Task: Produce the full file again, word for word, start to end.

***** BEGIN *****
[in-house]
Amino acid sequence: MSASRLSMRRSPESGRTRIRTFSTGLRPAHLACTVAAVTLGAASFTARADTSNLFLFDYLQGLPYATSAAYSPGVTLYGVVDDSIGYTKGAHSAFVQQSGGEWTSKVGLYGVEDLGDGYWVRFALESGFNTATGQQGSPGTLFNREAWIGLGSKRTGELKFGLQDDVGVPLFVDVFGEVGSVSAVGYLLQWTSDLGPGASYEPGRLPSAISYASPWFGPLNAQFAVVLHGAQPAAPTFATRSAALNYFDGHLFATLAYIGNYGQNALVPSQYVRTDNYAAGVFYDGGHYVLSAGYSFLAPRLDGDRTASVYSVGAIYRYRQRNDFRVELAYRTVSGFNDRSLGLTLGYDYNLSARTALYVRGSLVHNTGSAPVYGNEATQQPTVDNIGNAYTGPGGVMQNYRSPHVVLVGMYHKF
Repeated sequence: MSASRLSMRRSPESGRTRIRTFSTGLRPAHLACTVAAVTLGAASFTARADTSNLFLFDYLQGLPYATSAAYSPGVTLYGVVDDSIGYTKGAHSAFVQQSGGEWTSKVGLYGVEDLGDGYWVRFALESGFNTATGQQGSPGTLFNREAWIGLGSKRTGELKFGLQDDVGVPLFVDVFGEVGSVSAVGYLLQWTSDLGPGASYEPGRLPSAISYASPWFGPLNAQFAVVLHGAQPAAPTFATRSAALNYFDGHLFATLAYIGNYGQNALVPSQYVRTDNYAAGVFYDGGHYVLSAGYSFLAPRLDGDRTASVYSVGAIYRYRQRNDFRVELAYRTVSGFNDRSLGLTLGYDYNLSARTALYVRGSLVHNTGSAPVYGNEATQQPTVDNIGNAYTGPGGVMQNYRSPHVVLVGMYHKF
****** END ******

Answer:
[in-house]
Amino acid sequence: MSASRLSMRRSPESGRTRIRTFSTGLRPAHLACTVAAVTLGAASFTARADTSNLFLFDYLQGLPYATSAAYSPGVTLYGVVDDSIGYTKGAHSAFVQQSGGEWTSKVGLYGVEDLGDGYWVRFALESGFNTATGQQGSPGTLFNREAWIGLGSKRTGELKFGLQDDVGVPLFVDVFGEVGSVSAVGYLLQWTSDLGPGASYEPGRLPSAISYASPWFGPLNAQFAVVLHGAQPAAPTFATRSAALNYFDGHLFATLAYIGNYGQNALVPSQYVRTDNYAAGVFYDGGHYVLSAGYSFLAPRLDGDRTASVYSVGAIYRYRQRNDFRVELAYRTVSGFNDRSLGLTLGYDYNLSARTALYVRGSLVHNTGSAPVYGNEATQQPTVDNIGNAYTGPGGVMQNYRSPHVVLVGMYHKF
Repeated sequence: MSASRLSMRRSPESGRTRIRTFSTGLRPAHLACTVAAVTLGAASFTARADTSNLFLFDYLQGLPYATSAAYSPGVTLYGVVDDSIGYTKGAHSAFVQQSGGEWTSKVGLYGVEDLGDGYWVRFALESGFNTATGQQGSPGTLFNREAWIGLGSKRTGELKFGLQDDVGVPLFVDVFGEVGSVSAVGYLLQWTSDLGPGASYEPGRLPSAISYASPWFGPLNAQFAVVLHGAQPAAPTFATRSAALNYFDGHLFATLAYIGNYGQNALVPSQYVRTDNYAAGVFYDGGHYVLSAGYSFLAPRLDGDRTASVYSVGAIYRYRQRNDFRVELAYRTVSGFNDRSLGLTLGYDYNLSARTALYVRGSLVHNTGSAPVYGNEATQQPTVDNIGNAYTGPGGVMQNYRSPHVVLVGMYHKF